8. A- lighting flxture such as claimed in claim 5, having cross straps secured to the top of the trough, rods extending upwardly from the ends of the cross straps, and upper cross straps secured to the rods so that the trough may be suspended from these upper straps.

9. A fluorescent lighting flxture comprising an inverted sheet metal trough having inwardly extending stiflening flanges oi substantial width, interiorly disposed straps fixedly secured to the sides and tops of the trough at its ends and provided with end plates to close the ends of the trough, three relatively short horizontal plates fixedly secured in place immediately above the.

flanges, one plate near each end of the trough and the other at the center of the trough where by two elongated spaces are provided between adjacent plates each corresponding to lamp length, fluorescent lamp sockets supported near the edges of the plates and projecting downwardly from the trough, fluorescent lamp auxiliaries supported from the top of the trough and extending lengthwise of the trough, the trough being substantially wider than the auxiliaries to provide wiring space lengthwise of the trough and alongside the auxiliaries, the spacing :between the stiffening flanges being substantially greater than the width of the auxiliaries so that the sockets may be arranged in pairs adjacent each plate and spaced apart to accommodate lamps side by side, two covers secured to the plates to form an enclosing passage for the wiring, each cover being in the form of an inverted rectangular reflecting trough with downwardly and outwardly divergent ends, the adjacent ends of the reflecting troughs being close together below the middle of the central plate.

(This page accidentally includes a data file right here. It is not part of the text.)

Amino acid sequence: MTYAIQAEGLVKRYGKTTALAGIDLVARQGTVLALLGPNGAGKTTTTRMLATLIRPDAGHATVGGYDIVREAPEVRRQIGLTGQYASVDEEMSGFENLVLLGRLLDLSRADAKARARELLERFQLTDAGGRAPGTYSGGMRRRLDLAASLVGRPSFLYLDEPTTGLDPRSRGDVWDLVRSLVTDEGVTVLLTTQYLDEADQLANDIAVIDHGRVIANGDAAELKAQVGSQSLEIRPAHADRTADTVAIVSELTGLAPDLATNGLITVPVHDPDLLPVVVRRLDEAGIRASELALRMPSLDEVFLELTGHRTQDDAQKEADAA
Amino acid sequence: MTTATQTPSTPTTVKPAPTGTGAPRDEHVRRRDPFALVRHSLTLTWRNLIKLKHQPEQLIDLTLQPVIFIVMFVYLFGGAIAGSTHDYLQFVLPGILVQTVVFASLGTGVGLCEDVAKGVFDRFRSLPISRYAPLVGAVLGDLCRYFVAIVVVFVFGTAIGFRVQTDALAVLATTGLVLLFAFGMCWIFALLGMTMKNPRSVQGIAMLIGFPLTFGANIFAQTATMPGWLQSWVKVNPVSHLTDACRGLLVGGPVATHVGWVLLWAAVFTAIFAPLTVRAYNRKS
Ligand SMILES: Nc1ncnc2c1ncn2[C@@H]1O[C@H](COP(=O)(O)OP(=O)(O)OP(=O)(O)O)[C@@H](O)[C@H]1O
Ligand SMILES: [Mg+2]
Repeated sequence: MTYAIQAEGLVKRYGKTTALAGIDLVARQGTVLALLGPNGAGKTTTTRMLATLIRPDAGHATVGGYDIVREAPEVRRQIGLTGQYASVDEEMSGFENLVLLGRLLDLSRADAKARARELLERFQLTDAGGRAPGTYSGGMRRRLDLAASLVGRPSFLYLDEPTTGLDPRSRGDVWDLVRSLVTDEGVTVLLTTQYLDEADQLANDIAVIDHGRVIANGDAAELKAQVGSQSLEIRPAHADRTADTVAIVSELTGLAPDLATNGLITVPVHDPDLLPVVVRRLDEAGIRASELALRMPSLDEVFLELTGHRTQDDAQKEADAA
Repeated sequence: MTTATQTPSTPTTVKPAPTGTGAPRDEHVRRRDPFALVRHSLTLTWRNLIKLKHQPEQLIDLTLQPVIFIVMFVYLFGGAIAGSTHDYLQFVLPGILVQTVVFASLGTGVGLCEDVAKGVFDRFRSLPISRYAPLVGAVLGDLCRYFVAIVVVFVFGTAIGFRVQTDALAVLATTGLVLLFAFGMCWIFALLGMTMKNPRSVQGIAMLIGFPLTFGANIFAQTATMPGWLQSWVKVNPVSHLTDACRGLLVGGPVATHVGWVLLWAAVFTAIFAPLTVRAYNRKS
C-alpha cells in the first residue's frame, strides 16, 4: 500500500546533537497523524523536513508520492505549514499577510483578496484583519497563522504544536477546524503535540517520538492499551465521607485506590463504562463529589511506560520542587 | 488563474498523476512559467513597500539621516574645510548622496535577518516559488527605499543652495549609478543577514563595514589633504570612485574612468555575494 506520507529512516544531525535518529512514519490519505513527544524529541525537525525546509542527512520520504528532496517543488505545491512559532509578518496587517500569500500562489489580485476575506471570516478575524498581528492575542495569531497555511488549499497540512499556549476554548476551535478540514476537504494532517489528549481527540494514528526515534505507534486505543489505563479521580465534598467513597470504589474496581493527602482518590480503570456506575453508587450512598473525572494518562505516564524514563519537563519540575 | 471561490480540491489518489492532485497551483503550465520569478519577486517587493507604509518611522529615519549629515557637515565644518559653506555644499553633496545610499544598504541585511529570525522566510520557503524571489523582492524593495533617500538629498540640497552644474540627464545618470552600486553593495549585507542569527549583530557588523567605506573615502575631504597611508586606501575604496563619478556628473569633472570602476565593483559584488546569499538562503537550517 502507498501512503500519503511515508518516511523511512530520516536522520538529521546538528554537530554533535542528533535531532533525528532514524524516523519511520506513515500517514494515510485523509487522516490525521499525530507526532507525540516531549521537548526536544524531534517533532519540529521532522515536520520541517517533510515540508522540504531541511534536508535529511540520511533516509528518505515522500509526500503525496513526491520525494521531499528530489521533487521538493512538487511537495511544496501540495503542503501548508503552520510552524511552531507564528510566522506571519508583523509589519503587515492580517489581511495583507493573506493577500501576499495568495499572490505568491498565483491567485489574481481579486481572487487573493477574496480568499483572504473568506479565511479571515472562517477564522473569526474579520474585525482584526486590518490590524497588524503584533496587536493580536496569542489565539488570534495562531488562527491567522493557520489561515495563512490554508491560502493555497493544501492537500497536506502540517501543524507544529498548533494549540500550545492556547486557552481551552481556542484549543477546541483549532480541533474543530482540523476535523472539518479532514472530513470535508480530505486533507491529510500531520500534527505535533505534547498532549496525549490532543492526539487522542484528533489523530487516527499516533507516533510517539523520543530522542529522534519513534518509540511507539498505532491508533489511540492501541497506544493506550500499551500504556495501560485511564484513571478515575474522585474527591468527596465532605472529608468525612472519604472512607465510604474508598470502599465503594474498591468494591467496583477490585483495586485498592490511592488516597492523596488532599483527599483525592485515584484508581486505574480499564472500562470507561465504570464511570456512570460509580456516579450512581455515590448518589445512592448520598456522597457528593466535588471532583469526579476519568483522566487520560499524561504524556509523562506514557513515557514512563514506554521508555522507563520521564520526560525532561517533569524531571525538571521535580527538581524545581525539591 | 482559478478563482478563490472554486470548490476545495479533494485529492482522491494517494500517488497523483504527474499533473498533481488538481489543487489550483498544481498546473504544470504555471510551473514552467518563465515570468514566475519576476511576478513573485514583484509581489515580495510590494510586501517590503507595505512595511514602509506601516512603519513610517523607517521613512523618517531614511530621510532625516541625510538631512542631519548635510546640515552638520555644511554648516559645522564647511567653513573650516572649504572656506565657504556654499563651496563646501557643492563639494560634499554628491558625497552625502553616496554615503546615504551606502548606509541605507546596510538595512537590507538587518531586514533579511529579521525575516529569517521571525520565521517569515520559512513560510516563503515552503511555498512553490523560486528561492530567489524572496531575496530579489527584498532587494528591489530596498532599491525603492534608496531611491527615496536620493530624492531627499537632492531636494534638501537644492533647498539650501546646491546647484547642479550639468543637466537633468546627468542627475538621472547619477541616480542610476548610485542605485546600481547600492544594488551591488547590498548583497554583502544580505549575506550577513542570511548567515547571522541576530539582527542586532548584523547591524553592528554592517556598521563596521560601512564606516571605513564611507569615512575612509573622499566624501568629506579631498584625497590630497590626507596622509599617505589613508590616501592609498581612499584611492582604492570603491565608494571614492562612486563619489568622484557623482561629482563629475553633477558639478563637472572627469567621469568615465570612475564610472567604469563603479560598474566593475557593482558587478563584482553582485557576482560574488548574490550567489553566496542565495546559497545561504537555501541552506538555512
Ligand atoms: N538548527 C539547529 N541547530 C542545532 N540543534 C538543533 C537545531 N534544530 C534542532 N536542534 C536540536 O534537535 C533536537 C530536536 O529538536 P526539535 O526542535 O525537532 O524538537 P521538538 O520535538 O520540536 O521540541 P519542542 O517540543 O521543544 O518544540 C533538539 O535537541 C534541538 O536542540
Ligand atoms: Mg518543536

SHIRLEY R. NAYSMITH.

Referenced by
Citing PatentFiling datePublication dateApplicantTitle